But painfully shy Stanley is not prepared to find the man of his dreams living just below him. Fellow tenant Roger Jane is a gorgeous nurse at the local hospital and he is everything Stanley has always dreamed about.  But when Roger seems interested in Stanley, Stanley shrinks into his shell, hiding in his apartment, and avoiding Roger as well as all the other tenants in his building. Stanley’s poor self image and debilitating shyness is behind his self imposed isolation. And because of that Stanley is constantly rebuffing the invitations from Roger to go out. He just can’t believe Roger would be interested in him.  Stanley’s innate kindness will prove his undoing when little by little the other renters draw him into their lives.  Slowly Stanley emerges from his shell but is it too late for Roger who has been waiting all this time for Stanley?

I have only recently found John Inman but he quickly became a must read author for me because of his humor and quixotic characters.  Serenading Stanley certainly contains all the elements I have come to expect from a John Inman story and perhaps just that much more.  Stanley Sternbaum is painfully shy, dominated by his mother, and unaware of just how cute he is.  He is kind, thoughtful and intelligent, but years of living with his mother and his father’s early disappearance from his life, has left Stanley so shy, so emotionally stunted, that he would rather spend his time in the past and the long dead than with the living.  The character of Stanley is a personable young man and as the story is told from his pov, we get to know him far better than he knows himself, a wonderful aspect of Serenading Stanley and due totally to John Inman’s amazing storytelling and gift with characterization.

The novel has quite a cast of characters in addition to Stanley.  Inman has the Belladonna Arms crammed full of the strange, the beautiful, the edgy and the outrageous and any combination thereof.  And yet, although some of them teeter on the brink of stereotype, there is still so much beguiling humanity to be found with each and every one of them that we care what happens to them unconditionally.  These characters are created with affection.  And even in the most humorous and undignified situations, they remain realistically human and defiantly brave.  How could you not care about their future and their happiness?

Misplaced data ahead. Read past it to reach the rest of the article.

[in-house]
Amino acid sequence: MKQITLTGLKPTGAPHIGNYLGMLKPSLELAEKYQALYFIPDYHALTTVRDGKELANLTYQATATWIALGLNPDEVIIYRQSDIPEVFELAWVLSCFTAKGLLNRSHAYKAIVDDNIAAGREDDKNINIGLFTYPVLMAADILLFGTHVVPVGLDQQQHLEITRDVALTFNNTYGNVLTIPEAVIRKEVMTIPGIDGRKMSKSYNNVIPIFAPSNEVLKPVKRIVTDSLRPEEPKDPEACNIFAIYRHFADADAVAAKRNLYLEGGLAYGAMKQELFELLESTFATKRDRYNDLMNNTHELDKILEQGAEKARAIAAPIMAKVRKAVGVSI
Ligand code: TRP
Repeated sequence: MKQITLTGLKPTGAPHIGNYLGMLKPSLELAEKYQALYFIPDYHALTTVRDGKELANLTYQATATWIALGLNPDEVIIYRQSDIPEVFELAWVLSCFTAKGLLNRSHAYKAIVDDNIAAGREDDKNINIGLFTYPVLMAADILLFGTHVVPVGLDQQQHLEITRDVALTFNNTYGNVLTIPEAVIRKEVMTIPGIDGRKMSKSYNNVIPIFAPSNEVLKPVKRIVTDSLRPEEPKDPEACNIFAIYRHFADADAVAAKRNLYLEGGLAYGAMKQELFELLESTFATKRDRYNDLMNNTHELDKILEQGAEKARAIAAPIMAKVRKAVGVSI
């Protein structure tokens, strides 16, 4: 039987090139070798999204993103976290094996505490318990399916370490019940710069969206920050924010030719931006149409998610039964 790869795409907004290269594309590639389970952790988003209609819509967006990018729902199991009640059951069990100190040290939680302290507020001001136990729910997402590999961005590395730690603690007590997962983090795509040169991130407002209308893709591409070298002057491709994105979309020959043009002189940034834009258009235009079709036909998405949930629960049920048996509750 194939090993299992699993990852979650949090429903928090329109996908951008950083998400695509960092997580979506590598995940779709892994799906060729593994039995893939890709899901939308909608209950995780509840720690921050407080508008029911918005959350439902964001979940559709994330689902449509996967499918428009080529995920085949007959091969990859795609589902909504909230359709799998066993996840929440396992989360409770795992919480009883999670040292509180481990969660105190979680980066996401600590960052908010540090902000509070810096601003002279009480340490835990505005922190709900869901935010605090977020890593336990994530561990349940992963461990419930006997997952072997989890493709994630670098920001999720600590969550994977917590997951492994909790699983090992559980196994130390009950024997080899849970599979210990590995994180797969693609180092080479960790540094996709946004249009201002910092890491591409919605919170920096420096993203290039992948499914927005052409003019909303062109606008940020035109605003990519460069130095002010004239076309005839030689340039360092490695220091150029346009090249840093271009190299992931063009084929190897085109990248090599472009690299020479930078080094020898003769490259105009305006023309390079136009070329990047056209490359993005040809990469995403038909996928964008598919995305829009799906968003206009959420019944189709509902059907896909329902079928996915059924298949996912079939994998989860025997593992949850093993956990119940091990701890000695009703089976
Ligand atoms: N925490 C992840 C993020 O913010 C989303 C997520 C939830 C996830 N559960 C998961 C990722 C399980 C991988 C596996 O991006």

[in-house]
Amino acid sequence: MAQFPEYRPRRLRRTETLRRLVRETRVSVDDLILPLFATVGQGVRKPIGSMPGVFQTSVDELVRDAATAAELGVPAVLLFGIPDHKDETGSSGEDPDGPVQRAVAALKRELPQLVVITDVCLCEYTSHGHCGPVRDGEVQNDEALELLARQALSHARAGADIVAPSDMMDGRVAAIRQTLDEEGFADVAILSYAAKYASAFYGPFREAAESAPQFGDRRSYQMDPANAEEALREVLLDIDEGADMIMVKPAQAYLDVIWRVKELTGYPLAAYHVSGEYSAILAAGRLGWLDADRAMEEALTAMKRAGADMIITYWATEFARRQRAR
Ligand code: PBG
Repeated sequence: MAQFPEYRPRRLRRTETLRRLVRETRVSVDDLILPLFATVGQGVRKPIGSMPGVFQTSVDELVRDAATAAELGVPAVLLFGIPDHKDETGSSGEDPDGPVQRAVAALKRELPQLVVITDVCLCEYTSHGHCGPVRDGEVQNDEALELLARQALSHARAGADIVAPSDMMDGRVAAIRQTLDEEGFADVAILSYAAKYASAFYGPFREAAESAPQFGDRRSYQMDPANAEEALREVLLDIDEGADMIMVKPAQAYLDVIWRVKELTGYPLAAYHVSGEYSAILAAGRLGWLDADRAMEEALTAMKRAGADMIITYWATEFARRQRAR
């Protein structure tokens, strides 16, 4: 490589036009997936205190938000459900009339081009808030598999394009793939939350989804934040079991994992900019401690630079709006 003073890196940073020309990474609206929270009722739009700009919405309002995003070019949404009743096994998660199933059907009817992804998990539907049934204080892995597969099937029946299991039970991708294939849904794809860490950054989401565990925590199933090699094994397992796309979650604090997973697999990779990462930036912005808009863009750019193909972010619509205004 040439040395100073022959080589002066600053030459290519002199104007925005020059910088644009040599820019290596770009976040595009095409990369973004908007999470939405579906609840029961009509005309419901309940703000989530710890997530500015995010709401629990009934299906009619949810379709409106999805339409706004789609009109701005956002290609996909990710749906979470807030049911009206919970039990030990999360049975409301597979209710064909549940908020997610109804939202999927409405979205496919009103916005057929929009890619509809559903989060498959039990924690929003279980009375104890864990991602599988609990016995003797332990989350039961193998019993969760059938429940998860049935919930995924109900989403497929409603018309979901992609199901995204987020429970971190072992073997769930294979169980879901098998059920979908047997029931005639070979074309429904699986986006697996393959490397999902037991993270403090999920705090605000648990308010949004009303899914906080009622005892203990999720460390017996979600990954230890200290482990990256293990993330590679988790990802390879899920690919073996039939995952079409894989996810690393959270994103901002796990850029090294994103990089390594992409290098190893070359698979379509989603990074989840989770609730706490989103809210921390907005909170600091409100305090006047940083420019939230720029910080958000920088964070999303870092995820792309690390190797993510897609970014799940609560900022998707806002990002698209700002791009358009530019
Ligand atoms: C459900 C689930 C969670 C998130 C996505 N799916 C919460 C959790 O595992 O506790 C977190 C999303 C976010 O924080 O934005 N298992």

There is the obese Arthur, a flamboyant drag queen who runs the Belladonna and tries to run everyones life.  The fragile and exquisite Sylvia, the trans who desperately needs to complete her transition, Chi Chi the beginner hairdresser with more enthusiasm than talent, Ramon, the leather boy/masseuse who can’t escape trouble, and all the rest, including the gorgeous Roger whose beautiful facade few people can get past to the person underneath.  Even Stanley’s mother who does barely escape caricature turns recognizably real towards the end, earning our understanding and compassion with her actions and words.  I loved them all.  But no matter how great your characters, it’s the story they inhabit that must grab your heart and Serenading Stanley does that and more.

Inman takes his time creating the edifice for his plot.  Slowly different characters and their life stories appear to buffet the walls Stanley has built around himself.  Each neighbor’s needs, impositions, banging on his door interruptions of Stanley’s studies brings the shy man closer to becoming part of the swirling melting pot of life that is the Belladonna Arms.  It’s slow, with missteps to match Stanley’s painful steps forward.  There is laughter, and tears and quite a bit of gnashing of teeth as we watch Stanley’s isolation  crack and then shatter as he welcomes friends and  love into his life.  It’s a well rounded story and Stanley’s not perfect, so there are times you will be quite frustrated with the narration.  But really, its with Stanley and his refusal to be hurt that causes the reader the most pain and finally the most joy as he gets it together and moves forward in love.

I definitely recommend Serenading Stanley and its author, John Inman.  I loved Shy, Loving Hector, and Hobbled, and now add Serenading Stanley to my list of must reads.  Add some humor and love to your reading list with John Inman’s stories starting with Serenading Stanley, you won’t be sorry.

This is how it starts out:

THE sign hung crooked atop the six-story apartment building. It read “BELLADONNA ARMS.” The sign was rendered on a rusty metal frame with old-timey neon tubing, and nothing looks tackier in the daylight than old-timey neon tubing on a rusty metal frame. Stuck in the dead grass by the front steps leading up to the entrance of the apartment building was another sign. This one was handwritten on a slab of cardboard and stapled to a wooden stake pounded into the ground. The lettering on this sign was rendered in pink Magic Marker. It read “VACANCY.” And under that, this time scrawled in magenta Magic Marker and sprinkled liberally with glitter, were the words “TO APPLY PLEASE BE CUTE.”

Cover art by Aaron Anderson.  This cover leaves me a little cold.  It’s surprisingly drab considering the colorful Belladonna Arms and the people who live there.  And where is the notorious pink sign saying only the cute should apply?  A definite miss in design and tone.

Book Details:

ebook, 234 pages
Published October 14th 2013 by Dreamspinner Press (first published October 13th 2013)
ISBN 1627981934 (ISBN13: 9781627981934)
edition language English